Several new offences could be created for interfering with wild species and habitats under a new Wildlife Law for Jersey.The Environment Minister says the legislation would strengthen protection for wild animals, birds and plants. Breaches would carry a standard penalty of two years imprisonment and an unlimited fine.It specifically seeks to tackle the influx of species not native to Jersey, which the Assistant Minister for the Environment, Deputy Gregory Guida told ITV News was a "major issue".
Half the flora in the island is non-native. We've got trees that have nothing to do in Jersey, and they were imported in the 19th century, 18th century. Some of them are established, some of them have actually moved out local species, so we do have to be very careful because there's still potential for bringing in plants and animals who will just displace other animals.
The proposition makes it an offence to deliberately or recklessly "allow to escape into the wild, an animal or bird, of an invasive non-native species".Other new offences include the interference with nests and dens, breeding sites and deliberate disturbances of wild birds and animals. The Environment Minister will also have powers to create custom made protection for specific areas, through Orders designating Areas of Special Protection, where needed.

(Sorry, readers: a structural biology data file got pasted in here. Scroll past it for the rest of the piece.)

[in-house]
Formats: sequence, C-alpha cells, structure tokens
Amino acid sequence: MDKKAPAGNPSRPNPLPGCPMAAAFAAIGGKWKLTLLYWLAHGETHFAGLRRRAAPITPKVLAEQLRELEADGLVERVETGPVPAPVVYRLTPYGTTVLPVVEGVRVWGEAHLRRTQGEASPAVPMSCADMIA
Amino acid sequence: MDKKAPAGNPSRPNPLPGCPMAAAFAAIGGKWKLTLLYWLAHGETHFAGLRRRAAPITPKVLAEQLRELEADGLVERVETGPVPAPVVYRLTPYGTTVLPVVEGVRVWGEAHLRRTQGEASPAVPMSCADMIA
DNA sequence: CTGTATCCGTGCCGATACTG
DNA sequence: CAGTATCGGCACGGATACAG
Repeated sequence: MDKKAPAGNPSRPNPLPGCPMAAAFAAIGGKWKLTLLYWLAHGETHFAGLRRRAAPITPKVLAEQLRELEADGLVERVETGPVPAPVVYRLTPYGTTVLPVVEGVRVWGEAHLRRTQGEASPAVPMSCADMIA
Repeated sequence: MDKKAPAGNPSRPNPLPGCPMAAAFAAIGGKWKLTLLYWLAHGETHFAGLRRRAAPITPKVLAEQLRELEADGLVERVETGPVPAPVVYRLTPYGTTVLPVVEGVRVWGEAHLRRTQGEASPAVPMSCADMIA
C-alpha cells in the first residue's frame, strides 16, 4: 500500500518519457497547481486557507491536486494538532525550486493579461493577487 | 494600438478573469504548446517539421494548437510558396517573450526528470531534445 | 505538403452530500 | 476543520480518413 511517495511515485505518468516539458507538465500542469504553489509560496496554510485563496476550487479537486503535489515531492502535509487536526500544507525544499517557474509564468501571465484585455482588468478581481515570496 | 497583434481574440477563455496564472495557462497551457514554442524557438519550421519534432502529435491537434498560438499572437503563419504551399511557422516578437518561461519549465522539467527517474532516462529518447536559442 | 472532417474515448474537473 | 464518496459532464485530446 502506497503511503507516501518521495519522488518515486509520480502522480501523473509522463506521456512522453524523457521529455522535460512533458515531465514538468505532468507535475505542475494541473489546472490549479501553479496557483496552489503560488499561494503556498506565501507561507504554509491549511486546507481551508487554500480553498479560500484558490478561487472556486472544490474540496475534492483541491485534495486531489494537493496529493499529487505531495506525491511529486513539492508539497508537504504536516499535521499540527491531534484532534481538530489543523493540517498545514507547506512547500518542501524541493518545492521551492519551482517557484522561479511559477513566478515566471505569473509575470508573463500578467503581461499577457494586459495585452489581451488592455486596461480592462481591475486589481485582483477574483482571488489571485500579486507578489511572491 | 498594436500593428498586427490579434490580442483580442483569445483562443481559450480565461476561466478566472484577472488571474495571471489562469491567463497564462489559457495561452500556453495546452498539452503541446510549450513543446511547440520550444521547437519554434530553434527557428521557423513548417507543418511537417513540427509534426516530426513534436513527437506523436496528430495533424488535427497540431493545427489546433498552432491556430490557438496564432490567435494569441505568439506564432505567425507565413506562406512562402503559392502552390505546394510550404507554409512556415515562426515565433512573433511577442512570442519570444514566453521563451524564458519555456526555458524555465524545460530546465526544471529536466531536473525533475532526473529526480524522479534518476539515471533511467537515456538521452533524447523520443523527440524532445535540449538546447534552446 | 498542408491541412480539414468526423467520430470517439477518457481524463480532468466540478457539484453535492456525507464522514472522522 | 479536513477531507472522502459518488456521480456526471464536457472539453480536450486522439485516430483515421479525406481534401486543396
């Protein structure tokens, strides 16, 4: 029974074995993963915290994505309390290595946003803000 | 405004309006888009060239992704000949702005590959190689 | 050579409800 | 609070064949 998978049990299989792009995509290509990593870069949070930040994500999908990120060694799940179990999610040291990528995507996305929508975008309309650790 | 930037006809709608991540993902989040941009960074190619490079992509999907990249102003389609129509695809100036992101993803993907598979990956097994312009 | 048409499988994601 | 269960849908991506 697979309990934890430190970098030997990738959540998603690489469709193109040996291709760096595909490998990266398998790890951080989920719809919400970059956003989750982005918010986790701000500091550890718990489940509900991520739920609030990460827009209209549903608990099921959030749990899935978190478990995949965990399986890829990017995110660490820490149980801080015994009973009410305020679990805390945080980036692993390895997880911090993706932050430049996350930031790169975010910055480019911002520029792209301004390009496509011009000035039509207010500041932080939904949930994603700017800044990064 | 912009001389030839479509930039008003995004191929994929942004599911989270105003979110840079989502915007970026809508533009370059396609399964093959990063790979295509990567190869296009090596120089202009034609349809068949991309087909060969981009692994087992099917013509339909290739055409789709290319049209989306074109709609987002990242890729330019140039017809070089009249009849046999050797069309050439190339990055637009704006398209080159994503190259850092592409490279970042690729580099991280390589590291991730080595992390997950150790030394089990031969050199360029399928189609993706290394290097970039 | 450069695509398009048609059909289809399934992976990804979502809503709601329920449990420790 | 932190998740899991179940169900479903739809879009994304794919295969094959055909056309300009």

One of the very big things about this law is that all the animals in it are listed in annexes and we can change those annexes so if there is a new invasive species that needs to be controlled, in a couple of weeks we can have that in the law and enforced. If there's a species that needs to be protected we can do that very fast.
The proposition also, for the first time, puts an obligation on the whole government to work towards biodiversity in everything they do.
That's not something that was generic in Jersey law, now as we think of children when we write a new law or do new things, we will also have to look at biodiversity and a have a net gain in biodiversity when we do things, so that's a very, very big thing, it's discreet in a very small article but it's actually quite important.
It is set to be debated in November.